Convention shows Dems are unified, to dismay of Trump and media
© Greg Nash

This is the second installment in a daily series chronicling contributor Lanny Davis's experience at the Democratic National Convention as a Maryland delegation member of the Convention Credentials Committee. Read the first installment here.

Sorry, Donald TrumpDonald John TrumpDems seek to chip away at Trump’s economic record Trump to sign directive to reform commercial space regulations Trump on collision course with Congress on ZTE MORE, and all the hyped-up talking heads on cable media: The "controversy" and "division" among Democrats and former presidential candidate Sen. Bernie SandersBernard (Bernie) SandersTrump: ‘Clapper has now admitted there was spying on my campaign’ Overnight Defense: Trump decision on Korea summit coming 'next week' | China disinvited from major naval exercise | Senate sends VA reform bill to Trump Senate sends major VA reform bill to Trump's desk MORE (Vt.) you predicted and talked about all weekend and most of Monday just didn't happen last night.

To the contrary.

Here is a more apt word as to what happened: pffft.

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That is the sucking sound of the air escaping from the over-hype balloon of "controversy" that led to the piling-on storyline all day on Monday on all the cable channels and in major print media: That the Democrats are deeply divided and the Democratic National Committee (DNC) email controversy would continue to embitter Sanders supporters throughout the convention.

Wrong.

Not to say the email controversy wasn't worth some coverage.

It probably took a day or two longer than it should have to cut to the chase and end the controversy through the resignation of the DNC chair, Rep. Deborah Wasserman Schultz (Fla.). But by mid-afternoon on Monday, Wasserman Schultz bravely took responsibility and resigned — and I only have the greatest respect for her past public service and her decision to put this controversy behind her and all of us, as hard as that must have been for her to do.

But we must all note the singular indisputable facts: Presumptive Democratic nominee Hillary ClintonHillary Diane Rodham ClintonComey: Trump's 'Spygate' claims are made up Clapper: Trump distorting my comments is Orwellian Mueller probing Roger Stone's finances: report MORE had nothing to do with these emails, did not approve them and took the lead in getting the issue behind us and an apology issued to Sanders.

And then came last night.

First, we had the remarkable and landmark speech of New Jersey Sen. Cory Booker proclaiming "we will rise." It was a speech whose greatness, inspiration and audience effect could be favorably compared to the three most memorable Democratic convention speeches of the last 30 years: Sen. Ted Kennedy's (Mass.) "The dream shall never die" speech in 1980; Gov. Mario Cuomo's (N.Y.) "Tale of two cities” in 1984; and then-State Sen. Barack ObamaBarack Hussein ObamaChicago City Council approves Obama Presidential Center On North Korea, give Trump some credit The mainstream media — the lap dogs of the deep state and propaganda arm of the left MORE's (Ill.) keynote speech in 2004, the one that led to a direct path to the presidency in 2008.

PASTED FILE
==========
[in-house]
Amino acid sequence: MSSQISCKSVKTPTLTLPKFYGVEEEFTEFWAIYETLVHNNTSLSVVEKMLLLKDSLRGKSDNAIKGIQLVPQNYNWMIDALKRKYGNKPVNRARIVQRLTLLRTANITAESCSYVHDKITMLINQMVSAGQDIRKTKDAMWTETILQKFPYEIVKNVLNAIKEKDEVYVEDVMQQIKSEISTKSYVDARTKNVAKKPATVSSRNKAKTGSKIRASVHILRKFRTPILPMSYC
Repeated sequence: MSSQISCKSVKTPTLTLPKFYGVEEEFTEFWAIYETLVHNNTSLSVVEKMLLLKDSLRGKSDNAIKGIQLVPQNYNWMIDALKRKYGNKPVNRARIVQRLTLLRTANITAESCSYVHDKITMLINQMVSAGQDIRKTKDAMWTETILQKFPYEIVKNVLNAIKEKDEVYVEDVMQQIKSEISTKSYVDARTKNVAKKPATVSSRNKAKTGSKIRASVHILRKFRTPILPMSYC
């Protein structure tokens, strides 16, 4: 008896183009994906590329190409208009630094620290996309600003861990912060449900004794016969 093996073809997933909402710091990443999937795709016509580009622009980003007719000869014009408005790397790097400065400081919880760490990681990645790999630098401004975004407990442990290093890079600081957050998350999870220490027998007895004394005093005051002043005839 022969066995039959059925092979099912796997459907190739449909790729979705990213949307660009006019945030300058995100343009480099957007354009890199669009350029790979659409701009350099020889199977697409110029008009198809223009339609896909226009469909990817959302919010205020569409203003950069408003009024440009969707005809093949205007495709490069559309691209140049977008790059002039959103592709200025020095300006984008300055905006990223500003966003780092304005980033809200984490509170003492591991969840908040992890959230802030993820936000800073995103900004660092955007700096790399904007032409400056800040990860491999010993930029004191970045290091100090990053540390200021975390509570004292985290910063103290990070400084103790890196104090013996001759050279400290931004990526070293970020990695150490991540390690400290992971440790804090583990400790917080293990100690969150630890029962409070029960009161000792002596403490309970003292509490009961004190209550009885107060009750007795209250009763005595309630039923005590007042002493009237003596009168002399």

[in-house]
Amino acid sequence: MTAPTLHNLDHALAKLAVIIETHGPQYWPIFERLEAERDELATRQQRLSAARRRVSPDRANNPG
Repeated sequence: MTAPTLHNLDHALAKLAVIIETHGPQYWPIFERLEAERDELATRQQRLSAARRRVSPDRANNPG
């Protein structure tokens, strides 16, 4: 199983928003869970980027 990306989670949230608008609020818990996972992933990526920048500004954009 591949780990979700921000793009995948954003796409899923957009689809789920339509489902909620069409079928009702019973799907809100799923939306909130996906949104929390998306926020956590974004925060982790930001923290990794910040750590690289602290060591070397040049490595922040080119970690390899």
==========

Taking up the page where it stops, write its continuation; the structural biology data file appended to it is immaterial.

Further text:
And then there was Michelle ObamaMichelle LeVaughn Robinson ObamaNetflix surpasses Comcast in market value Chicago City Council approves Obama Presidential Center Michelle Obama posts childhood photo in advance of forthcoming memoir MORE. The first lady gave the most inspiring and best-delivered speech endorsing Clinton of any I have heard in a long time — and that is a long time, since I go back over 46 years with Hillary, whose last name when I first met her at Yale Law School was then Rodham. Thank you, Michelle.

And then the liberal firebrand, Sen. Elizabeth WarrenElizabeth Ann WarrenRising star Abrams advances in Georgia governor race Progressive rise is good news for Sanders, Warren Juan Williams: Trump gives life to the left MORE of Massachusetts, set forth the Democratic Party's progressive agenda and provided, as usual, a devastating takedown of the dangerous and reckless Trump. 

And what happened to all the hyped-up controversy by Trump and the media all through the day about the DNC emails?

Pffft.

So, at the end of Day One, there was joy among Democrats in unity and purpose — no boos to speak of, no insulting each other as Trump couldn't resist doing with Sen. Ted CruzRafael (Ted) Edward CruzPro-Trump super PAC raises .5 million in 6 weeks Trump has exposed Democratic hypocrisy on prison reform Tapper lists 'conspiracy theories' Trump has shared MORE (R-Texas) — even the day after his nomination.

Now, just wait for tonight, when former President Bill ClintonWilliam (Bill) Jefferson ClintonSenate Dems’ campaign chief ‘welcomes’ midterm support from Clintons On North Korea, give Trump some credit The mainstream media — the lap dogs of the deep state and propaganda arm of the left MORE, the master of all masters at bringing people together and convincing even Republicans that we have more in common as a nation than we do that divides us, speaks.

No matter how hard Trump and the media try to drum up controversy, it won't happen with Bill Clinton as the star attraction. Unity has returned to the Democratic Party, and Bill Clinton will only reinforce it. That is his way.

Of that, you can be certain at the end of Day Two.

More tomorrow.

Davis is co-founder of both the Washington law firm Davis Goldberg Galper PLLC and Trident DMG, a strategic media firm specializing in crisis management. He served as special counsel to President Clinton in 1996-98 and is a regular columnist for The Hill newspaper. He has been a friend of Hillary Clinton since they were students at Yale Law School together in 1969-70.


The views expressed by contributors are their own and not the views of The Hill.